Oblivion (Alton Towers)

Roller coaster in the United Kingdom
Watch the on-ride POV
Alton Towers
Location Alton, Staffordshire, England, UK
Coordinates 52°59′12″N 1°53′47″W / 52.986572°N 1.896497°W / 52.986572; -1.896497
Park section X-Sector
Status Operating since 14 March 1998
Cost £12,000,000
Rider height 140 cm minimum
Manufacturer Bolliger & Mabillard
Product Dive Coaster
Designer / calculations Ing.-Büro Stengel GmbH, John Wardley
Type Steel - Diving
Riders per train 16
Hourly capacity 1820
Propulsion Chain lift hill
Height 19.8 metres
Drop 55 metres
Top speed 109.4 km/h
Length 372.5 metres
Inversions 0
Drop angle 87.5°
G-Force 4.5

Oblivion is a steel roller coaster located at Alton Towers in Alton, Staffordshire, England, UK. The ride opened on 14 March 1998 amid a large publicity campaign as the first full-circuit roller coaster with a vertical drop. It is the tallest and fastest roller coaster at Alton Towers and is located in the X-Sector area of the park.

Oblivion was built by Bolliger & Mabillard and is their first Dive Coaster installation. An almost identical coaster, Diving Machine G5 opened in Taiwan in 2000.


Construction and opening

During the 1997 season, Fantasy World (now X-Sector, where Oblivion is situated) was closed off and all the Fantasy themed rides, except for the Black Hole were removed. Surrounding the area were signs announcing a world-first, codenamed SW4. Alton Towers' secrecy and the ever-deepening hole fueled hype and speculation, which had built up over the year. Oblivion finally opened in 14 March 1998. To build the tunnel, a deep trench was excavated and drained. After the tunnel was built, it was covered over. The prototype coaster featured a short height and a larger drop.

The codename SW4 stands for Secret Weapon 4. Nemesis was SW3, and SW1 and 2 were cancelled projects to be built on the plot where Nemesis is located now.

Oblivion's opening was accompanied by a massive publicity drive. This included appearances on The Gadget Show, Blue Peter, news channels and cereal boxes. Marketing memorabilia was also released just before Oblivion opened, including its own brand of deodorant (which was re-introduced for the 2011 season).

With the opening of Oblivion, the surrounding area was completely overhauled and its fairground theme replaced with that of a sinister government facility. The name was changed from Fantasy World to X-Sector. The last remaining ride from Fantasy World, Black Hole, had its tent reprinted dark-blue and silver, replacing the original yellow and green striped pattern. Energizer and Enterprise flat rides were moved to the X-Sector from other areas of the park to make it a major ride area.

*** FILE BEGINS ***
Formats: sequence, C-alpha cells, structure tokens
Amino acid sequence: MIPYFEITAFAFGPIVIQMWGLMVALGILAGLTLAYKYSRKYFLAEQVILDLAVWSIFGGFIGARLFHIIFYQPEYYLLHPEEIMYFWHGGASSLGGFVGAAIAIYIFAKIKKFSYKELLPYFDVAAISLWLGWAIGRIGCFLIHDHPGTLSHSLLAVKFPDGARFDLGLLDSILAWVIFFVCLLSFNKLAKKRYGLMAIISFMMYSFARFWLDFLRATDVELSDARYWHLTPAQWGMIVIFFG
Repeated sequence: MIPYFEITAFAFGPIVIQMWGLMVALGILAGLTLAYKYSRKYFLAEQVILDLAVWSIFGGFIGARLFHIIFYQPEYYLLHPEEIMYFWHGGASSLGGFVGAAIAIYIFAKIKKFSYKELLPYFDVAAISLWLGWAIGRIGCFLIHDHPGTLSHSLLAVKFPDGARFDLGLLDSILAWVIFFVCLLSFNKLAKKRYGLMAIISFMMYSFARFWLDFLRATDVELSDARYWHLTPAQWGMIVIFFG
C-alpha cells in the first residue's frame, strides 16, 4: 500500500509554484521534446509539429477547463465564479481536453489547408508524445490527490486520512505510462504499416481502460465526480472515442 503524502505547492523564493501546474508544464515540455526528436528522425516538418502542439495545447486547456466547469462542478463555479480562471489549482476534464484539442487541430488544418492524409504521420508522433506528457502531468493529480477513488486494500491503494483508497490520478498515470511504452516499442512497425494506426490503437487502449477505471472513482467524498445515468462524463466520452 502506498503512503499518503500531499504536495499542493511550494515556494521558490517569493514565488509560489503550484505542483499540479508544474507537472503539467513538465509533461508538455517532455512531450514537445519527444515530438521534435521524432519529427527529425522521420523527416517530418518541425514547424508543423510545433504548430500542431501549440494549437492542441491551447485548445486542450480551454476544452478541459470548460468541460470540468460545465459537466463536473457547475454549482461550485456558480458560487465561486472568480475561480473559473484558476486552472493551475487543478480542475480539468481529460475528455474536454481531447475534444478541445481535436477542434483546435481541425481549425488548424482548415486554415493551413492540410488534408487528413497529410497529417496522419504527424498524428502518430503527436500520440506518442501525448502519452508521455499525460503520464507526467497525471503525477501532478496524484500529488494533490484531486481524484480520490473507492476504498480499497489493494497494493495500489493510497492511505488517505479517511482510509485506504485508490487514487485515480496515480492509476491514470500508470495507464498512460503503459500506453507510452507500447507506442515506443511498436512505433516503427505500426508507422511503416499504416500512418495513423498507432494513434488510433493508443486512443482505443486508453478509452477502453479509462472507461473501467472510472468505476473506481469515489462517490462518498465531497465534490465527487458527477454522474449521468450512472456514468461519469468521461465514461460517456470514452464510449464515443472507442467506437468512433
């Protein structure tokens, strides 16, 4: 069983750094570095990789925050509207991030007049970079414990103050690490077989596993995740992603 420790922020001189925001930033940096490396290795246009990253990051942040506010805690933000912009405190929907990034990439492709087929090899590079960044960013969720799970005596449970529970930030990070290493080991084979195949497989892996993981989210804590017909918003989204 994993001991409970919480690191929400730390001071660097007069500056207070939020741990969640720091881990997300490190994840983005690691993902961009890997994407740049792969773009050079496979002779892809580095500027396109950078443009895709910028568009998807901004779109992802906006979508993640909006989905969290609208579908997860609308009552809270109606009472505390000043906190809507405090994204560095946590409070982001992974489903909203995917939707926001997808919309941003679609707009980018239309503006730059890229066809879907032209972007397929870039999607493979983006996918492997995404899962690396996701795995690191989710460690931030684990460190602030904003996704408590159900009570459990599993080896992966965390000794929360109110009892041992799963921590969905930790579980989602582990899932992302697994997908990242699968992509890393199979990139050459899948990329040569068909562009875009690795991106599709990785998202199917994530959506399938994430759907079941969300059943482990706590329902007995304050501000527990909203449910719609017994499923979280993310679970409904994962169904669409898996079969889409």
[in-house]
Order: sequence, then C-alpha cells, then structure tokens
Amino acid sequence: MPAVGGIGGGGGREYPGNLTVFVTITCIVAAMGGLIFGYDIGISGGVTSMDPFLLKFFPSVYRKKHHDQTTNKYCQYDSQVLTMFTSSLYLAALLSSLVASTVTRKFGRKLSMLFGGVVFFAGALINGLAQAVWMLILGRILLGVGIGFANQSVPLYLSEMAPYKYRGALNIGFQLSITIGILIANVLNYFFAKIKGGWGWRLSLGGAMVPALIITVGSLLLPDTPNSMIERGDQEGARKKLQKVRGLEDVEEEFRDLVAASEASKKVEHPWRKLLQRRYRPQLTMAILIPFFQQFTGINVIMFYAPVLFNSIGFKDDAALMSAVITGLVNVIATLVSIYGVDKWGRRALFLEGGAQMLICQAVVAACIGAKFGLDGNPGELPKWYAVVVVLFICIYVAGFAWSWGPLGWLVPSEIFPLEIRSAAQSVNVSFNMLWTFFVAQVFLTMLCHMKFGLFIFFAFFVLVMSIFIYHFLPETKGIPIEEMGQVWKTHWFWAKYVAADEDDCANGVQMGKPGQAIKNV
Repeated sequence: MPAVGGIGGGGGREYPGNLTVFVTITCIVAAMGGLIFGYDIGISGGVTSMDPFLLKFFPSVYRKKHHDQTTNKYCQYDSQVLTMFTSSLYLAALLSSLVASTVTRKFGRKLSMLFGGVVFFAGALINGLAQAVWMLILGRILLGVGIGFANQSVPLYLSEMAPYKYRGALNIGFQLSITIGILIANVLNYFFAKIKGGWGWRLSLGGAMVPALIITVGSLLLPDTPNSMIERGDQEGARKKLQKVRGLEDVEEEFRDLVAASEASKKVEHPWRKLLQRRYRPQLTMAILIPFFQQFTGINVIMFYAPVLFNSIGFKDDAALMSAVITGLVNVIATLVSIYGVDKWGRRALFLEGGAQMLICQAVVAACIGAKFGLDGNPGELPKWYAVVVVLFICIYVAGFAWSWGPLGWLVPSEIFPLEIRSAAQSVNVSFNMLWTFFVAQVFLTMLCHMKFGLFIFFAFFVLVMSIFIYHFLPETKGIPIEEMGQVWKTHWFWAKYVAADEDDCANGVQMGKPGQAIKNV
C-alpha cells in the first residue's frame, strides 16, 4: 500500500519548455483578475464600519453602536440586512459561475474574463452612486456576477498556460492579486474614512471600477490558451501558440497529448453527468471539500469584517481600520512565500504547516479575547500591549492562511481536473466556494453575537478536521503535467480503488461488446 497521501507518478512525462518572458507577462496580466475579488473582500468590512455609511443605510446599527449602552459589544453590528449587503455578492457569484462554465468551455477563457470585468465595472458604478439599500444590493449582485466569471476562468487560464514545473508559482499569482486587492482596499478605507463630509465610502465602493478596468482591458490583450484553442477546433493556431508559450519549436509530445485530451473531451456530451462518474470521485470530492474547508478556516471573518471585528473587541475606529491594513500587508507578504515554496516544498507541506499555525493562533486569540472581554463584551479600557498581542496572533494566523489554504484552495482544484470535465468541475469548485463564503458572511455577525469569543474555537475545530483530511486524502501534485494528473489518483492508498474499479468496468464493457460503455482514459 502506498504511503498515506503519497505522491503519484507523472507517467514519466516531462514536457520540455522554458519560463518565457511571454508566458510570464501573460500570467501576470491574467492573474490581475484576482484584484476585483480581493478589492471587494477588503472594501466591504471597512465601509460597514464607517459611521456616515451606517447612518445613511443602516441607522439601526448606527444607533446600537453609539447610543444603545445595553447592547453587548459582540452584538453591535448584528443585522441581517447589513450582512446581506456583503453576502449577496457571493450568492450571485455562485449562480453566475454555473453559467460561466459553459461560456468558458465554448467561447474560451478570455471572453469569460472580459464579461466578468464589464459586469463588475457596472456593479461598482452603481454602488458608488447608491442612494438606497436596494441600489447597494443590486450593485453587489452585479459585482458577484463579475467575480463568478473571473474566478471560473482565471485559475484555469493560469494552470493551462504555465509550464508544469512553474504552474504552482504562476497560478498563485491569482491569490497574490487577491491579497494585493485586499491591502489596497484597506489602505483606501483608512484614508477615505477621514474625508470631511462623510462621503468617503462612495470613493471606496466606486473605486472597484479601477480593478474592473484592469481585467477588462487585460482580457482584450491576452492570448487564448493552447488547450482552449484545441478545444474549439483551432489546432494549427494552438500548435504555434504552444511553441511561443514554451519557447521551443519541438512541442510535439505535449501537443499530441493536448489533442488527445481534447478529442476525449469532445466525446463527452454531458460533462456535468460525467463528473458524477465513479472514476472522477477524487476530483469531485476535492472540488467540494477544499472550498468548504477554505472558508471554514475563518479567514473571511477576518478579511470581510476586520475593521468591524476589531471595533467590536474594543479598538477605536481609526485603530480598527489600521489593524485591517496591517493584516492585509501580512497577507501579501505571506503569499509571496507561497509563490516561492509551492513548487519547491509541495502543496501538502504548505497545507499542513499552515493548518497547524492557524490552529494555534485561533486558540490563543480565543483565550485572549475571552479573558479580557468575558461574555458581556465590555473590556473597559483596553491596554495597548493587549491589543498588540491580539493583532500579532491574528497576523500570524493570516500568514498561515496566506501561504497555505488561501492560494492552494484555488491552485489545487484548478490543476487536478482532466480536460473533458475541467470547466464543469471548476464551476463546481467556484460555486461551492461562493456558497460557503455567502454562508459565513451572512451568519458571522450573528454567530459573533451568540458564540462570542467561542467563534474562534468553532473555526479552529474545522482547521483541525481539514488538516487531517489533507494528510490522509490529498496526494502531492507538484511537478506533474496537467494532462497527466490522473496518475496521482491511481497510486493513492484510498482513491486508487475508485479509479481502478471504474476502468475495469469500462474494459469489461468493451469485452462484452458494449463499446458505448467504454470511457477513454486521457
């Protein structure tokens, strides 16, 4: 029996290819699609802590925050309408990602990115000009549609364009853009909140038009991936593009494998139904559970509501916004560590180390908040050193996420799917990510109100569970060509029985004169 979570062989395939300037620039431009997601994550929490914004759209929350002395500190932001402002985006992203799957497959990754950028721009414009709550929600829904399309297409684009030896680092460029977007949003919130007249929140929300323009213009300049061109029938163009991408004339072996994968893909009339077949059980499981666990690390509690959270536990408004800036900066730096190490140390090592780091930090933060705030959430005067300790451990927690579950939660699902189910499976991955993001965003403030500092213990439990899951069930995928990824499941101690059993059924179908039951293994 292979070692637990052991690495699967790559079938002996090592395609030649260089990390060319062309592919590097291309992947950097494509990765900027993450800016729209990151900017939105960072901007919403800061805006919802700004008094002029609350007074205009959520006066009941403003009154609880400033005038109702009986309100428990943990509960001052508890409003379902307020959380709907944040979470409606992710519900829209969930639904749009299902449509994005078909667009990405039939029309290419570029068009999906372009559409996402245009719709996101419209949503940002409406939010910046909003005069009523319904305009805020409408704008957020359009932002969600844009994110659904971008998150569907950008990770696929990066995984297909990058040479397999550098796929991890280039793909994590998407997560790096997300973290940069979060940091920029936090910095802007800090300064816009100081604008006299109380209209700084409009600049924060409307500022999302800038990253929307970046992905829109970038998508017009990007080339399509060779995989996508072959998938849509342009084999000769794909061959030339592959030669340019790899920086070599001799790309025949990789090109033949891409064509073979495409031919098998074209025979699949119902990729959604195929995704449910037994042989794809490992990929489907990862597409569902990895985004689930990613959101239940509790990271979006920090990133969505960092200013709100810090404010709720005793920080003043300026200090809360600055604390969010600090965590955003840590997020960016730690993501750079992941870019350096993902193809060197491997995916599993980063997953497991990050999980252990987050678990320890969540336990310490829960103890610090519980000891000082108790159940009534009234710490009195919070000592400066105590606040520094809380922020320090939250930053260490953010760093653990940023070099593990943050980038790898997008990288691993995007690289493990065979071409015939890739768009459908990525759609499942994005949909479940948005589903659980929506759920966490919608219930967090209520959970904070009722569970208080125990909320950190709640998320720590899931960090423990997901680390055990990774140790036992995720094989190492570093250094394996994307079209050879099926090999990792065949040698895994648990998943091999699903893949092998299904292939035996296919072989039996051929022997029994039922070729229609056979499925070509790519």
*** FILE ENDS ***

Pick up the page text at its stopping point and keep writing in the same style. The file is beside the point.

Noise issues

In August 2004, Suzanne and Stephen Roper won a case against the park regarding high levels of noise. Oblivion was at the centre of this case, as the judge could hear screams from riders while standing in the Roper's garden. He suggested that the "don't look down" message, played to riders as they were held above the drop, induced screaming.[1] Alton Towers subsequently stopped playing the sound clip, though "Don't Look Down" remains painted on the ground in front of the drop.

Design changes

For the 2011 season, Fanta branding was added to Oblivion. This took the form of decals added to the entrance, air gates, and in other places near the roller coaster. Much of this was subsequently removed by August.[2] For the 2013 season, Oblivion was repainted black, coinciding with the opening of The Smiler. Previously, the roller coaster was painted grey.



Oblivion consists of a single drop at an angle of 87.5 degrees.

Color scheme

Black track and supports, used to be grey track and supports.


7 cars. Riders are arranged 8 across in 2 rows, for a total of 16 riders per car. This ride has special Dive Machine trains, which can seat 8 people in a row. There are four trains, with two rows, making each train have a capacity of 16 riders per train.

To increase tension and add excitement, the car is held at the top of the drop for a few seconds, giving riders a view of the tunnel below.


  • Although Oblivion was marketed as the first roller coaster with a vertical drop, the steepest angle of the drop is only 87.5 degrees. This is to allow easier maintenance, and to keep a smooth ride. If it was to have a 90 degree drop, the car would jolt when it enters the tunnel, as there are no springs on the wheels.[citation needed]
  • Oblivion is the shortest roller coaster built by Bolliger & Mabillard and the first with no inversions.
  • In an indoor building in Oblivion's queue line, guests will notice a strange black object. This is the old projector from the park's closed Planetarium.[3]


On 8 May 2012, a 20-year-old man climbed over safety fences and accessed the underground ride area. He reportedly dropped into the hole from which the roller coaster track re-emerges from the underground tunnel, walked through the underground section and emerged on a ledge where the track enters the ground. Neither he or guests on the ride were harmed following the ride cars being held at the boarding station. He was arrested for a public order offence, and the ride returned to normal operation the day after.



  1. Ward, David. "Oblivion a thrill too far for Alton Towers". The Guardian. Retrieved 26 March 2020.
  2. "Fanta sponsorship partially removed from Oblivion". TowersTimes. Retrieved 26 March 2020.
  3. "Tales from the Towers: Hidden Secrets at Alton Towers". Theme Park Tourist. 2013-09-16. Retrieved 2023-08-02.

External links

The category Oblivion (media) contains additional media.
  • Oblivion on the Roller Coaster DataBase.
Steepest roller coaster
March 1998 - March 2000
Preceded by
Steepest roller coaster
March 1998 - March 2000
Succeeded by
Diving Machine G5

Articles on Alton Towers